Puerto Rico: Hurricane Maria relief officials arrested, accused of bribery and fraud

Rick Jervis, USA TODAY
Department of Homeland Security personnel deliver supplies to Santa Ana residents in the aftermath of Hurricane Maria in Guayama, Puerto Rico, on Oct. 5, 2017.

Two former officials of the Federal Emergency Management Agency and the former president of an energy contractor were recently arrested, accused of bribery and wire fraud while trying to restore electricity to Puerto Rico in the wake of Hurricane Maria. 

The U.S. Attorney’s Office in Puerto Rico said Tuesday that the president of Cobra Acquisitions, Donald Keith Ellison, gave FEMA’s deputy regional director airline flights, hotel accommodations, personal security services and the use of a credit card.

In return, Ahsha Nateef Tribble “used any opportunity she had to benefit Cobra,” said U.S. Attorney Rosa Emilia Rodríguez, including accelerating payments to the company and pressuring power authority officials to award it contracts.

“These defendants were supposed to come to Puerto Rico to help during the recovery after the devastation suffered from Hurricane Maria,” Rodríguez said. “Instead, they decided to take advantage of the precarious conditions of our electric power grid and engaged in a bribery and honest services wire fraud scheme in order to enrich themselves illegally.”

Cobra Acquisitions and Cobra Energy are subsidiaries of Oklahoma City-based Mammoth Energy Services. in a statement, Peter Mirijanian, a Mammoth spokesman, said, "Mammoth is aware of and has been cooperating with the government’s investigation into Ms. Tribble and Mr. Ellison and will continue to do so.”

Hurricane Maria blasted through Puerto Rico on Sept. 20, 2017, battering the island’s outdated power grid and knocking out electricity in parts of the U.S. commonwealth for nearly a year. The lack of power was a major challenge for Puerto Ricans recovering from the storm and a key factor in widespread fatalities in the wake of the hurricane. The death toll from the storm is 2,975, based on estimates from a study by George Washington University researchers.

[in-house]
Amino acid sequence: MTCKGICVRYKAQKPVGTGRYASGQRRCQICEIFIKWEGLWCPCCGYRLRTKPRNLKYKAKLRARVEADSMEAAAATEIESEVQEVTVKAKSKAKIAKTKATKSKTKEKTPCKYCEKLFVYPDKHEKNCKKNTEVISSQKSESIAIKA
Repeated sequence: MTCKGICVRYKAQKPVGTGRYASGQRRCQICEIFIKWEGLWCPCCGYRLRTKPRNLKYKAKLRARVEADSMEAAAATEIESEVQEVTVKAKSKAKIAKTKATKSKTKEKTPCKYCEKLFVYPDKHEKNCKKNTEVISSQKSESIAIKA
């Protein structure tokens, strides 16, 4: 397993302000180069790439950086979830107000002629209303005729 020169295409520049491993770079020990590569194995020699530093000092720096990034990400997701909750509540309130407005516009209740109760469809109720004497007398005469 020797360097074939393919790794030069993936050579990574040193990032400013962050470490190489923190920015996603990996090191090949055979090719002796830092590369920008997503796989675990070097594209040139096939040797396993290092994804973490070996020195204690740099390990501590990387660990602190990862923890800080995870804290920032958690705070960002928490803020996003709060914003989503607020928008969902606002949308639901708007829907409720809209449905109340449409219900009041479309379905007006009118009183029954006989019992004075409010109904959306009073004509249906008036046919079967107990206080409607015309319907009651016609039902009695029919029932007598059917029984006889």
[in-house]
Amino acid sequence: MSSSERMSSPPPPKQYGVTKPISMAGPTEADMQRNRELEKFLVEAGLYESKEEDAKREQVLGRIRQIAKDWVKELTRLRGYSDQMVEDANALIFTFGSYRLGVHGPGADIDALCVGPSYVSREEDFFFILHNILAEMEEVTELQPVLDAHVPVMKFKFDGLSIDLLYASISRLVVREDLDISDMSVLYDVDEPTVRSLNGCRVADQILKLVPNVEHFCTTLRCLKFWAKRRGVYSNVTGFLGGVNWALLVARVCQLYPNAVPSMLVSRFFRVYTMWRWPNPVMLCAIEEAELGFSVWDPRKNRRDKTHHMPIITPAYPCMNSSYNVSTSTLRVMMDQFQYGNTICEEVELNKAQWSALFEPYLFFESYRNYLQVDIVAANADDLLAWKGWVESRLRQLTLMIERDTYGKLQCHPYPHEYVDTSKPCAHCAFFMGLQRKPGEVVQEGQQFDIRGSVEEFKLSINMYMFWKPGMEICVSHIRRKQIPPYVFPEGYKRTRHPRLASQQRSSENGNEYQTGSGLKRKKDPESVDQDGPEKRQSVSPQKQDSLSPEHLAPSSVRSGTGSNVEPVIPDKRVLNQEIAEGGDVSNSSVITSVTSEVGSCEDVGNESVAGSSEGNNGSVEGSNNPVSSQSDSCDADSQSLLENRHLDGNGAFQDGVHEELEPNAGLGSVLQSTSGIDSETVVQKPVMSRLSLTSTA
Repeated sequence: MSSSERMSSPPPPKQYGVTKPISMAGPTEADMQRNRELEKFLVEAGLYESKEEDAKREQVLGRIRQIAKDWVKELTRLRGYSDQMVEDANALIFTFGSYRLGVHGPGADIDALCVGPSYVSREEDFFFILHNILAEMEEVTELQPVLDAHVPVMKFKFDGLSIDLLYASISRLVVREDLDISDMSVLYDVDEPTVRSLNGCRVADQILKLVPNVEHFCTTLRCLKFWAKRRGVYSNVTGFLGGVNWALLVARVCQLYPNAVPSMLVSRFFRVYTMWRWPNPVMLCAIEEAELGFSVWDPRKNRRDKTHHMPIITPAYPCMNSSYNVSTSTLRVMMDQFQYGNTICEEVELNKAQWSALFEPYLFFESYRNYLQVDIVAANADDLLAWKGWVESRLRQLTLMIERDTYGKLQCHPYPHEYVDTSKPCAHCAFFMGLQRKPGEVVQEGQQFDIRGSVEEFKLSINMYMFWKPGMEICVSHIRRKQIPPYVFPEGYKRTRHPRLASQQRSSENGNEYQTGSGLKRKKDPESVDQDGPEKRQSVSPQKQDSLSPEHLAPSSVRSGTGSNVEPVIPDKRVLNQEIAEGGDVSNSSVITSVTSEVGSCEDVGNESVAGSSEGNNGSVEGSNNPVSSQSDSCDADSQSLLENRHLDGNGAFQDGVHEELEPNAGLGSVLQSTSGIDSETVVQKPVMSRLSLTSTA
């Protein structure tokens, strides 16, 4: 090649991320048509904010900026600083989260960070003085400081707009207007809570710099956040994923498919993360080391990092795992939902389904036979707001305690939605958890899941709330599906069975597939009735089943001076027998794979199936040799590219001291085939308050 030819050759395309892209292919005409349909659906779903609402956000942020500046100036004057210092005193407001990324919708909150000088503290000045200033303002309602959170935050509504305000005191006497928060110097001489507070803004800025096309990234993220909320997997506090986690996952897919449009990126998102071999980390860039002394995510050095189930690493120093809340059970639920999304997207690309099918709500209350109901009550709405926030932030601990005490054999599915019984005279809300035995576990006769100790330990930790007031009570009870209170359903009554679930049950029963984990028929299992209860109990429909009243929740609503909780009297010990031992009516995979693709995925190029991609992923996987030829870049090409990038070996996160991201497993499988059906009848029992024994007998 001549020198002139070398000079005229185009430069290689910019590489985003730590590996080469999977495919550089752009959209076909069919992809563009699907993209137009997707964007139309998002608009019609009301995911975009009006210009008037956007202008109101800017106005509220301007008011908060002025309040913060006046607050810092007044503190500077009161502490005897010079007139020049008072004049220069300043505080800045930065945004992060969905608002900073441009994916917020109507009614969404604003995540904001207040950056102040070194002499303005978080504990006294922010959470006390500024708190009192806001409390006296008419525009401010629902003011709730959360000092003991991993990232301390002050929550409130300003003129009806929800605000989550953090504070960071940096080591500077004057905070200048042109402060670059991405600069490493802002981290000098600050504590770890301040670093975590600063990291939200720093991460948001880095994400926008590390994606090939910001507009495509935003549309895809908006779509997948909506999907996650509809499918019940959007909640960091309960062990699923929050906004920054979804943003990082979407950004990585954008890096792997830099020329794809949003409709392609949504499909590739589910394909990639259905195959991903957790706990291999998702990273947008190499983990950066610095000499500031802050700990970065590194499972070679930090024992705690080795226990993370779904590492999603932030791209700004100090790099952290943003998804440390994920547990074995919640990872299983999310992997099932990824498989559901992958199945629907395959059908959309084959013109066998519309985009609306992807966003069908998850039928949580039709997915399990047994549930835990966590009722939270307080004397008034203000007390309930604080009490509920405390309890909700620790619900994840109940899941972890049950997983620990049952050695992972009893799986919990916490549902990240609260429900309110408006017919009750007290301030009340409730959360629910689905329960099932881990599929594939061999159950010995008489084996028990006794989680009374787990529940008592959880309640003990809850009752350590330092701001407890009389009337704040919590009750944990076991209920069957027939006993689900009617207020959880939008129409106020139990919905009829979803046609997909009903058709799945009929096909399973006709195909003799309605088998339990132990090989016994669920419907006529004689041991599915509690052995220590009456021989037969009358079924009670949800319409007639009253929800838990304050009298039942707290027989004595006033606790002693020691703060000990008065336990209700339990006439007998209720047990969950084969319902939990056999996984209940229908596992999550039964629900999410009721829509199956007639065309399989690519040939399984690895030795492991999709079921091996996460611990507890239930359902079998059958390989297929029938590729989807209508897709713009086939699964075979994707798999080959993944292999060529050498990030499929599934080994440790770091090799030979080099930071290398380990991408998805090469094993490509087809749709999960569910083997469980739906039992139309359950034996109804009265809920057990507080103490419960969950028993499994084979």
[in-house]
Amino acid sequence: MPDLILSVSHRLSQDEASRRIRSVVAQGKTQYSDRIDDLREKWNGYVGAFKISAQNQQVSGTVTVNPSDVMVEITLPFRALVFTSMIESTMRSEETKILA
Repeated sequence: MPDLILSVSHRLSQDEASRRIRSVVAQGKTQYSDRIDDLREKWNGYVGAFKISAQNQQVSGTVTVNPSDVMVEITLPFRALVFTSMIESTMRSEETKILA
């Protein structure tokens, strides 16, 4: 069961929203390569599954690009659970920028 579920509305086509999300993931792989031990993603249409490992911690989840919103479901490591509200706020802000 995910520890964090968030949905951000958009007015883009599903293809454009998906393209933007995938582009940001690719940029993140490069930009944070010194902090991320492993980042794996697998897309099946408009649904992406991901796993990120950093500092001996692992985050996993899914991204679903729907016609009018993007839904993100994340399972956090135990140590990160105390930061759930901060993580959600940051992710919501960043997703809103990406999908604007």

Restoring power to Puerto Rico was slow and often fraught with controversy. Federal officials spent more than $3 billion to end the longest blackout in U.S. history and return the Puerto Rican power grid to pre-storm conditions. Puerto Rican officials estimate it will take an additional $26 billion to upgrade the island's energy grid, though that money has not been approved by Washington.  

Whitefish Energy, a small Montana firm hired early on in the effort, faced stinging criticism for overcharging for its services. Former Gov. Ricardo Rosselló eventually canceled the Whitefish contract, leaving more jobs for Cobra. Cobra was given contracts worth about $1.8 billion.

According to the indictment, Ellison lavished Tribble with helicopter tours over Puerto Rico, hotel rooms in Fort Lauderdale and first-class airfare from San Juan to New York. 

Ellison also gave a job to a friend of Tribble, Jovanda Patterson, who had been FEMA deputy chief of staff in Puerto Rico before resigning in July 2018 to work for Cobra Energy, according to the indictment.

In return, Tribble, who was FEMA’s primary leader in trying to restore electric power after Maria, lobbied to secure more contracts for Cobra, according to the indictment. 

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Tribble was arrested Monday in Florida and Ellison was detained in Oklahoma.

Rodríguez said that after an explosion at a power plant knocked out power to several towns in February 2018, Tribble pressured power authority officials to use Cobra rather than their own workforce. “She even told them that if they did not use Cobra, FEMA would not reimburse them,” the prosecutor said.

Patterson is accused of defrauding Cobra by telling the company her salary with FEMA was far larger than it was, and she was offered $160,000 a year to work for Cobra, Rodríguez said.

She allegedly was negotiating the job with Cobra when she participated for FEMA in part of Cobra’s vendor bid process for work in Puerto Rico.

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According to prosecutors, Tribble avoided using her FEMA email and cellphone, instead opting for private accounts and even a disposable prepaid cell number.

When investigators approached Ellison, he denied anything but a business relationship. They knew he had taken a helicopter ride with Tribble, but he denied that, prosecutors said.

The government seeks the forfeiture from Ellison of accounts holding more than $4 million, as well as a 40-foot catamaran.

If convicted of the charges of honest services wire fraud and disaster fraud, Trubble and Ellison could each face up to 30 years in prison.

U.S. Rep. Nydia Velázquez, D-N.Y., said in a statement that the charges suggest corruption was another factor in the flawed response to the hurricane damage.

“These charges, related to the Island’s beleaguered energy grid, are an appalling insult to the people of Puerto Rico who already endured the longest blackout in American history,” she said. “If proven, this misuse of funds suggests that, while our fellow citizens on the Island were dying from a lack of electricity, private companies stateside were plotting how to illicitly profit at taxpayers’ expense.”

Cecilio Ortiz García, of the National Institute for Energy and Island Sustainability at the University of Puerto Rico, said the arrests were another setback to the island’s slow recovery from Maria. Puerto Ricans’ trust in how officials rebuild the grid has been severely compromised, especially since FEMA officials were included in the indictment, he said.

“It’s just demoralizing,” García said. “It’s been one blow after another.”

Contributing: Associated Press

This article originally appeared on USA TODAY: FEMA officials accused of bribery, fraud in Hurricane Maria relief